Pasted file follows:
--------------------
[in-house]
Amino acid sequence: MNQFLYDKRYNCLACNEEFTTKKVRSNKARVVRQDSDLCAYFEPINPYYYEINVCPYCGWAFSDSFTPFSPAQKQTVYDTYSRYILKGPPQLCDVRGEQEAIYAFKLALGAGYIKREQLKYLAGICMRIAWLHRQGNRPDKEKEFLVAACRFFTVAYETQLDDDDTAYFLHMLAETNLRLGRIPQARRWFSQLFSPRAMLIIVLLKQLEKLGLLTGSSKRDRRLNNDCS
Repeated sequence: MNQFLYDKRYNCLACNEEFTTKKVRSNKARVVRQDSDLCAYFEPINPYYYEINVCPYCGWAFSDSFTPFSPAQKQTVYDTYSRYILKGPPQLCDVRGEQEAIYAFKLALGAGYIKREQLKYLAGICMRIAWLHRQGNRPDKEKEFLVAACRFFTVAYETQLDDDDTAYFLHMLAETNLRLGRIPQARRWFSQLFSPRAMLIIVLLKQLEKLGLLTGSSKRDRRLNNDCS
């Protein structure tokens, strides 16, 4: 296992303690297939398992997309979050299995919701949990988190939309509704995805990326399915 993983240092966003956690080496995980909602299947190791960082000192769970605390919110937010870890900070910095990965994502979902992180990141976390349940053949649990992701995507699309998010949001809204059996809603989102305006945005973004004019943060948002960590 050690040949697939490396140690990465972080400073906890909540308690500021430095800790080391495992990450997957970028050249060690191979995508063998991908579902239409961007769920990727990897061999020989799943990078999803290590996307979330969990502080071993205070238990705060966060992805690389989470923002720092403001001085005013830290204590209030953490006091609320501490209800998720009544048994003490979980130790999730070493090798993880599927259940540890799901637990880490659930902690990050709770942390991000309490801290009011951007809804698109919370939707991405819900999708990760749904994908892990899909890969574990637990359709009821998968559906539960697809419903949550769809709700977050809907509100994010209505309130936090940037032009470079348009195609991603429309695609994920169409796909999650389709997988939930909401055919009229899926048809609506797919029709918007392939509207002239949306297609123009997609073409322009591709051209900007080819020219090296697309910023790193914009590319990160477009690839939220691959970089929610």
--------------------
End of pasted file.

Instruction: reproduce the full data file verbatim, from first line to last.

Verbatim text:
[in-house]
Amino acid sequence: MNQFLYDKRYNCLACNEEFTTKKVRSNKARVVRQDSDLCAYFEPINPYYYEINVCPYCGWAFSDSFTPFSPAQKQTVYDTYSRYILKGPPQLCDVRGEQEAIYAFKLALGAGYIKREQLKYLAGICMRIAWLHRQGNRPDKEKEFLVAACRFFTVAYETQLDDDDTAYFLHMLAETNLRLGRIPQARRWFSQLFSPRAMLIIVLLKQLEKLGLLTGSSKRDRRLNNDCS
Repeated sequence: MNQFLYDKRYNCLACNEEFTTKKVRSNKARVVRQDSDLCAYFEPINPYYYEINVCPYCGWAFSDSFTPFSPAQKQTVYDTYSRYILKGPPQLCDVRGEQEAIYAFKLALGAGYIKREQLKYLAGICMRIAWLHRQGNRPDKEKEFLVAACRFFTVAYETQLDDDDTAYFLHMLAETNLRLGRIPQARRWFSQLFSPRAMLIIVLLKQLEKLGLLTGSSKRDRRLNNDCS
């Protein structure tokens, strides 16, 4: 296992303690297939398992997309979050299995919701949990988190939309509704995805990326399915 993983240092966003956690080496995980909602299947190791960082000192769970605390919110937010870890900070910095990965994502979902992180990141976390349940053949649990992701995507699309998010949001809204059996809603989102305006945005973004004019943060948002960590 050690040949697939490396140690990465972080400073906890909540308690500021430095800790080391495992990450997957970028050249060690191979995508063998991908579902239409961007769920990727990897061999020989799943990078999803290590996307979330969990502080071993205070238990705060966060992805690389989470923002720092403001001085005013830290204590209030953490006091609320501490209800998720009544048994003490979980130790999730070493090798993880599927259940540890799901637990880490659930902690990050709770942390991000309490801290009011951007809804698109919370939707991405819900999708990760749904994908892990899909890969574990637990359709009821998968559906539960697809419903949550769809709700977050809907509100994010209505309130936090940037032009470079348009195609991603429309695609994920169409796909999650389709997988939930909401055919009229899926048809609506797919029709918007392939509207002239949306297609123009997609073409322009591709051209900007080819020219090296697309910023790193914009590319990160477009690839939220691959970089929610």